'Super solvents' voted 'Most Important British Innovation of the 21st Century'

Mar 26, 2013
Ken Seddon and Jim Swindall.

Research by scientists from Queen's University Belfast on ionic liquid chemistry has been named the 'Most Important British Innovation of the 21st Century'.

The work of staff in the Queen's University Ionic Liquid Laboratories (QUILL) Research Centre has been named as the innovation that will have the greatest impact in the coming Century.

QUILL fought off stiff competition from 11 other from across the United Kingdom to win the vote which was part of the 's Initiative on Great British past and future Innovations. This initiative was also sponsored, amongst others, by: Engineering UK, The Royal Society, British Science Association, Royal Academy of Engineering and Department for Business Innovation & Skills.

A team of nearly 100 scientists are exploring the potential of at Queen's. Known as 'super solvents', they are salts that remain liquid at room temperature and do not form vapours. They can be used as non-polluting alternatives to conventional solvents and are revolutionising chemical processes by offering a much more environmentally friendly solution than traditional methods.

Professor Ken Seddon is Co-Director of QUILL. His seminal paper started the world-wide surge of interest in ionic liquids and it has now reached over 1000 citations. Speaking about their latest achievement, he said: "We are delighted to win as this shines a very public spotlight on how a team of chemists can dramatically improve the quality of the environment for everyone. Being named the most important British innovation of the is recognition of the high calibre of research being undertaken at QUILL and throughout the University."

Professor Jim Swindall, Co-Director of QUILL at Queen's, said: "This is fantastic news for QUILL and for the University. This vote confirms that Queen's work on ionic liquid will eventually have a bearing on most of our lives. The liquids dissolve almost everything, from elements such as sulfur and phosphorus (that traditionally require nasty solvents) to polymers, including biomass. They can even remove bacterial biofilms such as MRSA. They are already being used in a process to remove mercury from natural gas by Petronas in Malaysia. Others can be used as heat pumps, compression fluids, or lubricants - the list is limitless."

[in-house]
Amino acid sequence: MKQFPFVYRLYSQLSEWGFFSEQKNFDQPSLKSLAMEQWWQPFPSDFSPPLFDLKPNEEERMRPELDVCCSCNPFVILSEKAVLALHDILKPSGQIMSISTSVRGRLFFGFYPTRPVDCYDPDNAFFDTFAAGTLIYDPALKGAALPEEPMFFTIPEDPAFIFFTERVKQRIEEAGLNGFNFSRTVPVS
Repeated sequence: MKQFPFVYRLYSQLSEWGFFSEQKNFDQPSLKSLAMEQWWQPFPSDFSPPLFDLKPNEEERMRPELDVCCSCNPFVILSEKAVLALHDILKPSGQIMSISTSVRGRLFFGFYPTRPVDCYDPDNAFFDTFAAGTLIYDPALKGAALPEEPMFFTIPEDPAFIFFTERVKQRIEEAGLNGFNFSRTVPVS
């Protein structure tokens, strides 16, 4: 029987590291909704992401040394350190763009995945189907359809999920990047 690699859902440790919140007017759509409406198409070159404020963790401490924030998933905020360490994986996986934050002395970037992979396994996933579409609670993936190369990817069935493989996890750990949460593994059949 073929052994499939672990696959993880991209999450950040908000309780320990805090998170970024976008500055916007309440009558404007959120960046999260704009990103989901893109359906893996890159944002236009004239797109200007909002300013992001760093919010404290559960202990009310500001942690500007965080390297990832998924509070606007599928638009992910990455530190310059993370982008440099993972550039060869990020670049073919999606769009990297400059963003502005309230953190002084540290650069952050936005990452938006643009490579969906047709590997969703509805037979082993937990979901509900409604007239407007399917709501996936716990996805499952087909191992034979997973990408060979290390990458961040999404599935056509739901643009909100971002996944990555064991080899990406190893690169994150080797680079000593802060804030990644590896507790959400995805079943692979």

Enterprise Minister Arlene Foster said: "I congratulate Queen's University on winning this most prestigious of accolades. It is a great achievement for Professors Ken Sedden and Jim Swindall and the entire team at QUILL and it is a great day for Northern Ireland science. This recognition underlines the strength of research being undertaken by Queen's and the impact this research has on the chemical and environmental industry around the world."

Robin Swann, Chairman of the Northern Ireland Assembly's Committee for Employment and Learning said: "The result of this public vote is terrific news for Northern Ireland as it demonstrates the importance of the research being undertaken at Queen's. The fact that global energy giant Petronas is already using the technology in its plants demonstrates the value and global impact of the research at the University and I congratulate Queen's on this significant achievement."

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arq
not rated yet Mar 26, 2013

I have always been very interested in innovations that drive safer chemistry. Chemicals are used in agriculture, manufacturing and services.......the three pillars of the global economy.

So one of the best ways the global economy can grow without destroying global ecology, is through safer chemistry!